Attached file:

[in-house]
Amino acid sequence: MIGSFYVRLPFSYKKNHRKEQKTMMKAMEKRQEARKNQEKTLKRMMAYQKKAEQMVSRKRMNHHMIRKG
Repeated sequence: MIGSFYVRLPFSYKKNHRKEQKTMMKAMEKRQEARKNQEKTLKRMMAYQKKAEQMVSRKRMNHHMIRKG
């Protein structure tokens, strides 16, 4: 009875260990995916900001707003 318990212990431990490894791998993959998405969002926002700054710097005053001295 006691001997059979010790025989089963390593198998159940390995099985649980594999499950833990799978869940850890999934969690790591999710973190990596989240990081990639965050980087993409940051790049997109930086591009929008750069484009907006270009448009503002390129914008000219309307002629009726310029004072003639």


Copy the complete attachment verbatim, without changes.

[in-house]
Amino acid sequence: MIGSFYVRLPFSYKKNHRKEQKTMMKAMEKRQEARKNQEKTLKRMMAYQKKAEQMVSRKRMNHHMIRKG
Repeated sequence: MIGSFYVRLPFSYKKNHRKEQKTMMKAMEKRQEARKNQEKTLKRMMAYQKKAEQMVSRKRMNHHMIRKG
């Protein structure tokens, strides 16, 4: 009875260990995916900001707003 318990212990431990490894791998993959998405969002926002700054710097005053001295 006691001997059979010790025989089963390593198998159940390995099985649980594999499950833990799978869940850890999934969690790591999710973190990596989240990081990639965050980087993409940051790049997109930086591009929008750069484009907006270009448009503002390129914008000219309307002629009726310029004072003639």